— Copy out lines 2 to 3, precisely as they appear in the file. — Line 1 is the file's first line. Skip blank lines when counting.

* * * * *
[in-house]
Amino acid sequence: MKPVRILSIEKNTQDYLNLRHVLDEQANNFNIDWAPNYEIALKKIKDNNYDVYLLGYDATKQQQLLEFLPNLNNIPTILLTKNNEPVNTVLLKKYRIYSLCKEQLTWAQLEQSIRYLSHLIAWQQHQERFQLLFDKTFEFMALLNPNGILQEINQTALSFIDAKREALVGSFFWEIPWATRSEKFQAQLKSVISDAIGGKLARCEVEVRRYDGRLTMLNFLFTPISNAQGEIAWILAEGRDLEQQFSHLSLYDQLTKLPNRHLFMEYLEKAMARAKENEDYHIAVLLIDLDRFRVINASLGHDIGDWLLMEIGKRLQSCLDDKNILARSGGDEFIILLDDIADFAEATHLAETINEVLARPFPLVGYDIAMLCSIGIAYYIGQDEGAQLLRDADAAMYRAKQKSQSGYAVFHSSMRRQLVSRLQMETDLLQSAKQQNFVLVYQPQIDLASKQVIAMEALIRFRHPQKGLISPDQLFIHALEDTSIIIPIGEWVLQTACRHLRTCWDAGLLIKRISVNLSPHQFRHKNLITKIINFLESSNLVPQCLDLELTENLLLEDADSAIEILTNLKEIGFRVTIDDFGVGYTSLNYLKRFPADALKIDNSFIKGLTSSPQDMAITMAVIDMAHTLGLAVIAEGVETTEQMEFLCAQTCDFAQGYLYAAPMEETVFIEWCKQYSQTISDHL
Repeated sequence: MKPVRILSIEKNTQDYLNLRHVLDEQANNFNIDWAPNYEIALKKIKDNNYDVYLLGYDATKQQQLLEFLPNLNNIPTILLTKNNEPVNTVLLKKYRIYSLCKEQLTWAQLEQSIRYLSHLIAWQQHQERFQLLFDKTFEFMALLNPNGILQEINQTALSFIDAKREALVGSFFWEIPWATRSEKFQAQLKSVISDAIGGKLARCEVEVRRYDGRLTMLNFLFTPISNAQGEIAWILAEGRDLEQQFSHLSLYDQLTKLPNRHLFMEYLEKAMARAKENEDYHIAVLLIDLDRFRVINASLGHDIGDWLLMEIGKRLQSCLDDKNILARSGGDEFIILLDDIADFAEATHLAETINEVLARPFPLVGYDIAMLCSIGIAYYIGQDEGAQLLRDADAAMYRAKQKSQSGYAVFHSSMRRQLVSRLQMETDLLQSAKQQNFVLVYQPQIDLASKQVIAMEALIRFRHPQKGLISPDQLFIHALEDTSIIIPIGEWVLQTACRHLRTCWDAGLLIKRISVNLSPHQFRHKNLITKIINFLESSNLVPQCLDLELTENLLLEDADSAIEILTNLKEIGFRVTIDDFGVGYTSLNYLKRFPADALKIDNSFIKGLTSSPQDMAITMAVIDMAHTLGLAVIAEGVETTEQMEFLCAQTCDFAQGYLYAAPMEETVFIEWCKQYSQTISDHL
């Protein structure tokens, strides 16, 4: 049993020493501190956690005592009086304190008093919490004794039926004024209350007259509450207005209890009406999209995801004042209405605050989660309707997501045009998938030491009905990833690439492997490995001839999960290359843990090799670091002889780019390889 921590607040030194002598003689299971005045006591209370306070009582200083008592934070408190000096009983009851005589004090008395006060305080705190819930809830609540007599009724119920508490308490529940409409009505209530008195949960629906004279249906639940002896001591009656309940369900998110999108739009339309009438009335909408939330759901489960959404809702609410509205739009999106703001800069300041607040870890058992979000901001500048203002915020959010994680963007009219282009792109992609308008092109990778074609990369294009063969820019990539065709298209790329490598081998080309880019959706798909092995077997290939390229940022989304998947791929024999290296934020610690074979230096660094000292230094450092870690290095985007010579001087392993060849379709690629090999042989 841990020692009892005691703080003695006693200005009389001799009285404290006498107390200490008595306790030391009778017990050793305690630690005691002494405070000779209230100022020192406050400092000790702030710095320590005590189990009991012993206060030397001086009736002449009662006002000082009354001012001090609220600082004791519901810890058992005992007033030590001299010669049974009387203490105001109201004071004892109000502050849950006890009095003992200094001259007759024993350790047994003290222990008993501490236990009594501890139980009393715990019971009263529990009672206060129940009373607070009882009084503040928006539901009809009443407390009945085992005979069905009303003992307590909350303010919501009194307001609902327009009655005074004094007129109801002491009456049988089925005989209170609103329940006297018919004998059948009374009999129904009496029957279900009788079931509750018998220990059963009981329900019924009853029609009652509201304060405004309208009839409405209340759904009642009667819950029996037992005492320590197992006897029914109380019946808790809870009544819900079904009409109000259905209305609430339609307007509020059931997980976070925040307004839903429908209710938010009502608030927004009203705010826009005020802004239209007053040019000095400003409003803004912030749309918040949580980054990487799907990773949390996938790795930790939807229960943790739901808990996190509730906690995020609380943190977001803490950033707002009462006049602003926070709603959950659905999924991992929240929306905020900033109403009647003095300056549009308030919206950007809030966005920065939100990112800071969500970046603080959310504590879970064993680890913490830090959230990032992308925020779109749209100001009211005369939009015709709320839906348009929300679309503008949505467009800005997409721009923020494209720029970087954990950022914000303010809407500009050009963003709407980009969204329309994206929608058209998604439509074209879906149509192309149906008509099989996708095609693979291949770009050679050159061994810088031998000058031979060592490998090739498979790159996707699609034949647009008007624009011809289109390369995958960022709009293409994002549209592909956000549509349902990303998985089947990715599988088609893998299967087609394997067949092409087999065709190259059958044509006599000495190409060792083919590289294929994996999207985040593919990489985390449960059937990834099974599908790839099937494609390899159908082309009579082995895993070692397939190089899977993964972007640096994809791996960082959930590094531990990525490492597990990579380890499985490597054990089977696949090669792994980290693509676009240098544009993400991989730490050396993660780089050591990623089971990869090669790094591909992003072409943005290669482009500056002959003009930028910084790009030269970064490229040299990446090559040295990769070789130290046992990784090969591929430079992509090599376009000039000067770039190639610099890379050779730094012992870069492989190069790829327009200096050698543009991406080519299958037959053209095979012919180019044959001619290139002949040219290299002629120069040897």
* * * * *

Amino acid sequence: MKPVRILSIEKNTQDYLNLRHVLDEQANNFNIDWAPNYEIALKKIKDNNYDVYLLGYDATKQQQLLEFLPNLNNIPTILLTKNNEPVNTVLLKKYRIYSLCKEQLTWAQLEQSIRYLSHLIAWQQHQERFQLLFDKTFEFMALLNPNGILQEINQTALSFIDAKREALVGSFFWEIPWATRSEKFQAQLKSVISDAIGGKLARCEVEVRRYDGRLTMLNFLFTPISNAQGEIAWILAEGRDLEQQFSHLSLYDQLTKLPNRHLFMEYLEKAMARAKENEDYHIAVLLIDLDRFRVINASLGHDIGDWLLMEIGKRLQSCLDDKNILARSGGDEFIILLDDIADFAEATHLAETINEVLARPFPLVGYDIAMLCSIGIAYYIGQDEGAQLLRDADAAMYRAKQKSQSGYAVFHSSMRRQLVSRLQMETDLLQSAKQQNFVLVYQPQIDLASKQVIAMEALIRFRHPQKGLISPDQLFIHALEDTSIIIPIGEWVLQTACRHLRTCWDAGLLIKRISVNLSPHQFRHKNLITKIINFLESSNLVPQCLDLELTENLLLEDADSAIEILTNLKEIGFRVTIDDFGVGYTSLNYLKRFPADALKIDNSFIKGLTSSPQDMAITMAVIDMAHTLGLAVIAEGVETTEQMEFLCAQTCDFAQGYLYAAPMEETVFIEWCKQYSQTISDHL
Repeated sequence: MKPVRILSIEKNTQDYLNLRHVLDEQANNFNIDWAPNYEIALKKIKDNNYDVYLLGYDATKQQQLLEFLPNLNNIPTILLTKNNEPVNTVLLKKYRIYSLCKEQLTWAQLEQSIRYLSHLIAWQQHQERFQLLFDKTFEFMALLNPNGILQEINQTALSFIDAKREALVGSFFWEIPWATRSEKFQAQLKSVISDAIGGKLARCEVEVRRYDGRLTMLNFLFTPISNAQGEIAWILAEGRDLEQQFSHLSLYDQLTKLPNRHLFMEYLEKAMARAKENEDYHIAVLLIDLDRFRVINASLGHDIGDWLLMEIGKRLQSCLDDKNILARSGGDEFIILLDDIADFAEATHLAETINEVLARPFPLVGYDIAMLCSIGIAYYIGQDEGAQLLRDADAAMYRAKQKSQSGYAVFHSSMRRQLVSRLQMETDLLQSAKQQNFVLVYQPQIDLASKQVIAMEALIRFRHPQKGLISPDQLFIHALEDTSIIIPIGEWVLQTACRHLRTCWDAGLLIKRISVNLSPHQFRHKNLITKIINFLESSNLVPQCLDLELTENLLLEDADSAIEILTNLKEIGFRVTIDDFGVGYTSLNYLKRFPADALKIDNSFIKGLTSSPQDMAITMAVIDMAHTLGLAVIAEGVETTEQMEFLCAQTCDFAQGYLYAAPMEETVFIEWCKQYSQTISDHL